Review and photos—Phantogram at Venue, Vancouver, May 20 2011
– review by Ria Nevada/photos by Tamara Lee
Phantogram at Venue, Vancouver.
Just as the sun began to set, hundreds of newly-tanned fans started crowding into the dark confines of Venue to see Phantogram.
Vancouverites had their first live taste of the electro-duo when they supported Metric at the picturesque Malkin Bowl last June. Now headlining their own tour, Phantogram made it clear that the training wheels have come off, and they’ve established their own loyal following.
They were one of the hottest tickets at this year’s Coachella, have been featured on numerous late-night talk shows, and have toured with some of the biggest names in indie rock, including The xx, Ra Ra Riot and Caribou. After watching them this evening, I realized that all the publicity and accolades are well deserved. Their reputation was not overhyped at all; their live set definitely brims with vivacity and originality.
Playing irresistible tracks from their debut album Eyelid Movies, Sarah Barthel and Josh Carter perfectly blended art-rock, hip hop, electronica and dream pop in each of their compositions. It’s probably this versatility that attracted a diverse audience to the show; jocks, scenesters, artists, yuppies and nerdy undergrads – all united on the dance floor in support of the Saratoga Springs, NY band.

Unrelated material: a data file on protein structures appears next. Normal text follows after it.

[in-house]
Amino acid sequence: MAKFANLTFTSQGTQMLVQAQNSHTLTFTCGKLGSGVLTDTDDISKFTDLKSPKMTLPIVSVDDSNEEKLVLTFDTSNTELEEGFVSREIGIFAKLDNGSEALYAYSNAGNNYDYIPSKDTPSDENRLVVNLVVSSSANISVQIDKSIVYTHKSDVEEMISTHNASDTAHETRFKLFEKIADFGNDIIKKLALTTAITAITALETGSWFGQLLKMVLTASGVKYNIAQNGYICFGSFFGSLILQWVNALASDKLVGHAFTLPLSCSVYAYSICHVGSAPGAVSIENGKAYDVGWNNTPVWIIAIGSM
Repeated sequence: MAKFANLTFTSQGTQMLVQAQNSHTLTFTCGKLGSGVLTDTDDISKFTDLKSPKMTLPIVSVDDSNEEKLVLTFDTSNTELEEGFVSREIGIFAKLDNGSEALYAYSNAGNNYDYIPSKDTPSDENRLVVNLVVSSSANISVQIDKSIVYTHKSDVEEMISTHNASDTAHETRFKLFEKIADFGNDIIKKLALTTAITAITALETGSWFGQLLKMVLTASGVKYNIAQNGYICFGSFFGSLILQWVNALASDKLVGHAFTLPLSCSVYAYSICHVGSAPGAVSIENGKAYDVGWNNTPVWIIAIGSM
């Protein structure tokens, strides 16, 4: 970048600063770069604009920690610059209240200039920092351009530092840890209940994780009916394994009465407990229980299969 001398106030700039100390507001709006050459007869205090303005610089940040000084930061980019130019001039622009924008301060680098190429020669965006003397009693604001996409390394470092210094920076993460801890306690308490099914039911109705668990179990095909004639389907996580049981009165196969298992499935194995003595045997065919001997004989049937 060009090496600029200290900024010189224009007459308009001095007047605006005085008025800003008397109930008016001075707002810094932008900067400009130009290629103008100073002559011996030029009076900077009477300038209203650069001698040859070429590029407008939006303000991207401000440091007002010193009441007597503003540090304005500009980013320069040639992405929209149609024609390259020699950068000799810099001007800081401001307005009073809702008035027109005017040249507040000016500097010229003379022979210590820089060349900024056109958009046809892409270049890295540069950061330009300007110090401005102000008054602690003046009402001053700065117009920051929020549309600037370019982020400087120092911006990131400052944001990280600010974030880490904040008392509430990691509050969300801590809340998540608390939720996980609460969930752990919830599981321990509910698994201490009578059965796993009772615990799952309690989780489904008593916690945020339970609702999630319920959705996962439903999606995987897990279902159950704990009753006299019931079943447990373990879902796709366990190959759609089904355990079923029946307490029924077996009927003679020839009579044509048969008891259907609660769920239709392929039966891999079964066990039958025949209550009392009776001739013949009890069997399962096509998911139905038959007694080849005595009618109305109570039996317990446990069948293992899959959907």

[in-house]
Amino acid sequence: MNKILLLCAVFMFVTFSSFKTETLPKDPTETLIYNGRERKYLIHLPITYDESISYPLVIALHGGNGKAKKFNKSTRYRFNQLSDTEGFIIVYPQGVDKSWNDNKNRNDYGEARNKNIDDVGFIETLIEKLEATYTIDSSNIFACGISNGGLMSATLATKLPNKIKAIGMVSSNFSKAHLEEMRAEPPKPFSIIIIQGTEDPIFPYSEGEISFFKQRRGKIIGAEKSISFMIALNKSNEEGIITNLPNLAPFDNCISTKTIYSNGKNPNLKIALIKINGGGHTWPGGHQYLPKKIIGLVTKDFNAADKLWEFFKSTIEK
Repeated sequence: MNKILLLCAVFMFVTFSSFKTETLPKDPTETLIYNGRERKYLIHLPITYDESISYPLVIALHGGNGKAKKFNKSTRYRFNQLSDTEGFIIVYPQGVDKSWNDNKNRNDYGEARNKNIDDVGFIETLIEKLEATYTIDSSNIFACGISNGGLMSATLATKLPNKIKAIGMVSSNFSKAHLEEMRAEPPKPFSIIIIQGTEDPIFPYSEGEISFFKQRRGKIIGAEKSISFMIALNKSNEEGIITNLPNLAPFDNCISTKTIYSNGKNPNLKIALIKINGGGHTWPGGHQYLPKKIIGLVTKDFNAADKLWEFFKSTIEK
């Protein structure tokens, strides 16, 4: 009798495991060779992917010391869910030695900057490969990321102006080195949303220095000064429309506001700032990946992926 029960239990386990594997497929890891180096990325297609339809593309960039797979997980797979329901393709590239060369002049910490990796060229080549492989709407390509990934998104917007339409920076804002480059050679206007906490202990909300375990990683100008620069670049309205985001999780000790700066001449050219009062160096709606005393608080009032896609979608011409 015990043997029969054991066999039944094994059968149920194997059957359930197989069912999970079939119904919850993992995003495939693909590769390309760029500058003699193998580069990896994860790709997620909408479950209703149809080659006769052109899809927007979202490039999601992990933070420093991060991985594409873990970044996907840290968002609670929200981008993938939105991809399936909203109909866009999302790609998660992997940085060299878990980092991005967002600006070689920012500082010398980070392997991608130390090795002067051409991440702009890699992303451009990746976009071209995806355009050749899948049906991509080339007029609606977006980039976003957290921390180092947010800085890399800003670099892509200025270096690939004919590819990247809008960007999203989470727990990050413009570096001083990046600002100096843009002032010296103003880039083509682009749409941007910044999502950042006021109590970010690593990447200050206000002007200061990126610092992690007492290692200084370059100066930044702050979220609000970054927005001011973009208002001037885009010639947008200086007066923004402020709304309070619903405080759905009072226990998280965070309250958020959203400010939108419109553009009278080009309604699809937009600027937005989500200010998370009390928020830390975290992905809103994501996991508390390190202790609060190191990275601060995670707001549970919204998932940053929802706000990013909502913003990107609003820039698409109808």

As Phantogram opened with the trip-hop-y “As Far as I Can See”, Barthel was the picture of sophisticated cool, her dark, blunt bob swaying as she bopped along to the infectious beat. On “Let Me Go”, her sweet, airy vocals brought out the romanticism of the shoe-gazing track. One of the more subdued songs on the LP, it surprised with the high level of energy put into its live performance.
Of course “Mouthful of Diamonds” caused a substantial amount of hollering and whistling in the crowd. I was amused to hear a scruffy, drunken gentleman declaring “Dude! This is totally my song!” At that point, the party was in full swing.
Carter took his turn on lead vocals with “You Are the Ocean and I’m Good at Drowning”. The track brought to mind the ethereal vibe of Blonde Redhead, especially their song “Everything is Wrong”. I did find that the mic levels were slightly off, and Carter was barely comprehensible at times.
Phantogram got a little rough and gritty with “This is the Future”, one of their newer drum-heavy tracks that brought in some sci-fi sound effects. “When I’m Small” sounded impeccable live, Carter’s rhythmic guitar riff solidifying the track. But the subdued performance of “10,000 Claps” was absolutely captivating. The solemnity that Barthel brought to the song was incredibly moving – it was almost as though she was leading a vigil with her vocal phrasing.
In the sea of artsy electronic bands out there, Phantogram definitely stands out. I was pleasantly surprised by the amount of charisma they brought to their live set and would probably pay for the overpriced festival ticket just to catch a glimpse of them again in the future.